But will we? The world we live in, and are about to work in, is not designed for those who care – the easy road is very much in the ascendency. It is hard not to be totally swept up in the pointless acquisition of wealth or material goods that we are constantly sold by commercial after commercial, celebrity after celebrity. ‘Look at the birds of the air, they neither sow nor reap, yet your heavenly father feeds them. Are you not of more value than they? Is not life more than food, and the body more than clothing?’ And we are given a solution: ‘Ask and it will be given to you. Search and you will find’. If we spent a little more time asking and searching, rather than judging and taking, how much more fulfilled and rich our lives would become.
But no, we are told that modern life is only worthwhile if you have the greatest possible material happiness; happiness is that perfect house, or those perfect designer sunglasses, or that perfect and illicit sexual encounter. John Terry, and I believe I can say that without being lifted off by the police, is just the last in a long line of celebrities who promote the lifestyle of take, take, take, and who cares about the consequences. ‘Do to others as you would have them do to you’. Just how many of us follow that, truly? Who cares about the consequences? Well Christ quite clearly tells us – ‘I do’. ‘Not everyone who says to me ‘Lord, Lord’ will enter the kingdom of heaven, but only one who does the will of my Father’. In the words of David Brent, we can talk the talk, but if we don’t walk the walk, or at least attempt to, then there’s not really much point.
Christ tells us: ‘where your treasure is, there your heart will be also’. So, as we come to the end of our three or four years here at Queens’, I suppose what the real question should be is – where are we going to store up our treasure? What will we do with all the learning and opportunities we have been deeply privileged to share in? Will we continue to sacrifice it on the altar of consumerism – where moth and rust consume, and where thieves break in and steal – or will be try to look a bit higher, and try to become more like the lamp that gives light to all in the house? Jesus tells all those who try to follow him that we are to be the light of the world – but the more that we turn towards ourselves, and selfishness, greed and ignorance, and away from asking, searching, loving, then the more that light becomes hidden. Life, and love, are deeply intermingled, and the more the latter influences the former, the more fulfilled it will be. Because, at the end of it all, we will all die; and if we haven’t shown love to those we leave behind, then our legacy is as nothing.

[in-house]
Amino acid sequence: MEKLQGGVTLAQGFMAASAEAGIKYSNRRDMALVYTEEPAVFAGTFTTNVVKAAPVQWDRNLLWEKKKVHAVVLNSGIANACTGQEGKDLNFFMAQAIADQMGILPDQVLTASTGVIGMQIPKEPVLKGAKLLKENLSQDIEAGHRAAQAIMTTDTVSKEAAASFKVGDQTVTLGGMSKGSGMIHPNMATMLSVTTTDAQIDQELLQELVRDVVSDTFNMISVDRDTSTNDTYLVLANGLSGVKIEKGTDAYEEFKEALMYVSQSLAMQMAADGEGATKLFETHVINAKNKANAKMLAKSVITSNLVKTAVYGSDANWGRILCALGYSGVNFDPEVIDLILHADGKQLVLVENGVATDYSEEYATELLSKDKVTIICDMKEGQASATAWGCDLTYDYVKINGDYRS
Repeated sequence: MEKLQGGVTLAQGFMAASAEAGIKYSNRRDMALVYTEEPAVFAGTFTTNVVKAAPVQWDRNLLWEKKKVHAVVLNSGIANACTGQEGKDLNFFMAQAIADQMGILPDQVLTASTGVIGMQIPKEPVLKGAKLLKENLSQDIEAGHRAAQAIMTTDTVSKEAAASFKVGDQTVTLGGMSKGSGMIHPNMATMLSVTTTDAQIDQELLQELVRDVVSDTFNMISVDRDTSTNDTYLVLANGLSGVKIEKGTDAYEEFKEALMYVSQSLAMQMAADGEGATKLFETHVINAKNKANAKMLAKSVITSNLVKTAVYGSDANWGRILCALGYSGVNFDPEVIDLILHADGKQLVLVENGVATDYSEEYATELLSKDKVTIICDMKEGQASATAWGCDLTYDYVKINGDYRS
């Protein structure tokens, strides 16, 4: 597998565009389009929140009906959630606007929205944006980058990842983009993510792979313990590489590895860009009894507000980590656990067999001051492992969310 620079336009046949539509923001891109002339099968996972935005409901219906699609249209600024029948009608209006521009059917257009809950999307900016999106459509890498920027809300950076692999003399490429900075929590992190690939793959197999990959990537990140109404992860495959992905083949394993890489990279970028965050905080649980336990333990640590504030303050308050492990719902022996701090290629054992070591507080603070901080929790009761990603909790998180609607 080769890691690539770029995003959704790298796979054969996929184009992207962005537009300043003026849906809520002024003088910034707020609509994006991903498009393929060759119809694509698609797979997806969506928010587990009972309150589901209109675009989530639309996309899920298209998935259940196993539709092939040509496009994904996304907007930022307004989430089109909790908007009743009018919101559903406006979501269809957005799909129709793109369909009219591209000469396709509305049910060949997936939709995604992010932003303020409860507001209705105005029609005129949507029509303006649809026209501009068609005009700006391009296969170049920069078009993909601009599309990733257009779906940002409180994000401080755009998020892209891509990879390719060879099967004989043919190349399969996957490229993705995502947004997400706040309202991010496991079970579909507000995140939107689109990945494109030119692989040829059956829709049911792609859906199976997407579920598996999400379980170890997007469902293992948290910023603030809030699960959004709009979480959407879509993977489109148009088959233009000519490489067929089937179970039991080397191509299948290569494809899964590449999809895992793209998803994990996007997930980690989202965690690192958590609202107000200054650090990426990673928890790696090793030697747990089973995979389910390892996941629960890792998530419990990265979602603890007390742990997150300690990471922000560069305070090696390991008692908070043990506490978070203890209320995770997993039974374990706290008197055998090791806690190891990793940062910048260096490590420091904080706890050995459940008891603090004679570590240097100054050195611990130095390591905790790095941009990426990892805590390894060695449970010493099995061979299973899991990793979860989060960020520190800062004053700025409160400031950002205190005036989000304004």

We have the chance to make the difference, we have the chance to be radical, but will we grasp it, and go through the narrow gate, or will we fall by the wayside and take the easy road? God give us strength to follow him as pilgrims on the route to the cross, working for the good of all, and not just for ourselves.

I will finish with a Pilgrims’ Prayer by St Gildas:

In health may I and all of my companions

Safely arrive with no harm or injury –

May my boat be safe in the waves of the ocean,

My horses safe on the highways of the earth,

Our money safe as we carry it with us

To pay due heed to our poor necessities.

May our enemies fail to do harm to us,

However evil the counsels which inspire them.

In the eternal name of Christ our Master,

May my roads all lie plain before me,

Whether I climb the rugged heights of mountains,

Or descend the hollow depths of valleys,

Or trudge the lengthy roads on open country,

Or struggle through the thickets of dense forest.

May I walk always in straight ways and shining

To longed-for places . . .

1 comment:

  1. Confusingly, the Assitant Dean of Harvard at the time was named Edward R Gay and he was one of the invesitgators on the "Secret Court". I wish the Cambridge establishment would do more to uphold the moral framework of its student body rather than attempting to subvert it at every possible opportunity.